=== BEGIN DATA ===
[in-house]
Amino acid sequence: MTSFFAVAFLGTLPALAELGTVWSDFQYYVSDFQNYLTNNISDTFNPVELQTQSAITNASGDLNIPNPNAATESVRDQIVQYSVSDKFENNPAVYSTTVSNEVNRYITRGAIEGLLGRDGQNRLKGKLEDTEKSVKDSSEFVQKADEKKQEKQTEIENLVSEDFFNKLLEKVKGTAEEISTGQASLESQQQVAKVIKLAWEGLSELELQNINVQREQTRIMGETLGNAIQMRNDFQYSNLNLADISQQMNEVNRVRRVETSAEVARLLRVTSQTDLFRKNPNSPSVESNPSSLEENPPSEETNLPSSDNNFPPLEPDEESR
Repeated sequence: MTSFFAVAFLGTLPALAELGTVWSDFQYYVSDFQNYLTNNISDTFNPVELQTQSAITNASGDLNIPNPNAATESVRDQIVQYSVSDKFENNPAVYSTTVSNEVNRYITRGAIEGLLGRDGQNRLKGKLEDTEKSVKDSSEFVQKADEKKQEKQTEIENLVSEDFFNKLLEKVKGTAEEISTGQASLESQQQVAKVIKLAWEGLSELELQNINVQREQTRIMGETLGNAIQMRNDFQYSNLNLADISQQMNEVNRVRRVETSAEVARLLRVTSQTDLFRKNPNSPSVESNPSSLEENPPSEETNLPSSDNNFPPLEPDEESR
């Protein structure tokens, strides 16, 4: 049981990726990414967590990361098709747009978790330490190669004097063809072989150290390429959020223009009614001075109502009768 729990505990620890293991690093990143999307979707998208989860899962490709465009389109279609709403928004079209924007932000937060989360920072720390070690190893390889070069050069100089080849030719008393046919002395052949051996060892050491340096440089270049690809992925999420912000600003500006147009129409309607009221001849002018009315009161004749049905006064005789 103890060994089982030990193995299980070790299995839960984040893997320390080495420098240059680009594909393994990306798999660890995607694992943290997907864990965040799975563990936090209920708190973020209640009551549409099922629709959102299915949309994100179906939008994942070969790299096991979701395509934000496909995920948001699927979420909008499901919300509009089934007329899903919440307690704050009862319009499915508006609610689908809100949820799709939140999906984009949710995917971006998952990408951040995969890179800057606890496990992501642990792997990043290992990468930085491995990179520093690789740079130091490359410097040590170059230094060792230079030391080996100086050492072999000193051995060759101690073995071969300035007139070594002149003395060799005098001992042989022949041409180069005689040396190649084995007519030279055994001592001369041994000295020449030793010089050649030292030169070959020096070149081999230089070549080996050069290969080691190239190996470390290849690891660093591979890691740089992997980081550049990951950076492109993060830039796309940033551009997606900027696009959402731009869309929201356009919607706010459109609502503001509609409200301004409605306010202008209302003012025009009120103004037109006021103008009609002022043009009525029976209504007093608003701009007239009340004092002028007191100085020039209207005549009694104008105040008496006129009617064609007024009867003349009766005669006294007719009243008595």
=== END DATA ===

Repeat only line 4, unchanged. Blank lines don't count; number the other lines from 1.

């Protein structure tokens, strides 16, 4: 049981990726990414967590990361098709747009978790330490190669004097063809072989150290390429959020223009009614001075109502009768 729990505990620890293991690093990143999307979707998208989860899962490709465009389109279609709403928004079209924007932000937060989360920072720390070690190893390889070069050069100089080849030719008393046919002395052949051996060892050491340096440089270049690809992925999420912000600003500006147009129409309607009221001849002018009315009161004749049905006064005789 103890060994089982030990193995299980070790299995839960984040893997320390080495420098240059680009594909393994990306798999660890995607694992943290997907864990965040799975563990936090209920708190973020209640009551549409099922629709959102299915949309994100179906939008994942070969790299096991979701395509934000496909995920948001699927979420909008499901919300509009089934007329899903919440307690704050009862319009499915508006609610689908809100949820799709939140999906984009949710995917971006998952990408951040995969890179800057606890496990992501642990792997990043290992990468930085491995990179520093690789740079130091490359410097040590170059230094060792230079030391080996100086050492072999000193051995060759101690073995071969300035007139070594002149003395060799005098001992042989022949041409180069005689040396190649084995007519030279055994001592001369041994000295020449030793010089050649030292030169070959020096070149081999230089070549080996050069290969080691190239190996470390290849690891660093591979890691740089992997980081550049990951950076492109993060830039796309940033551009997606900027696009959402731009869309929201356009919607706010459109609502503001509609409200301004409605306010202008209302003012025009009120103004037109006021103008009609002022043009009525029976209504007093608003701009007239009340004092002028007191100085020039209207005549009694104008105040008496006129009617064609007024009867003349009766005669006294007719009243008595």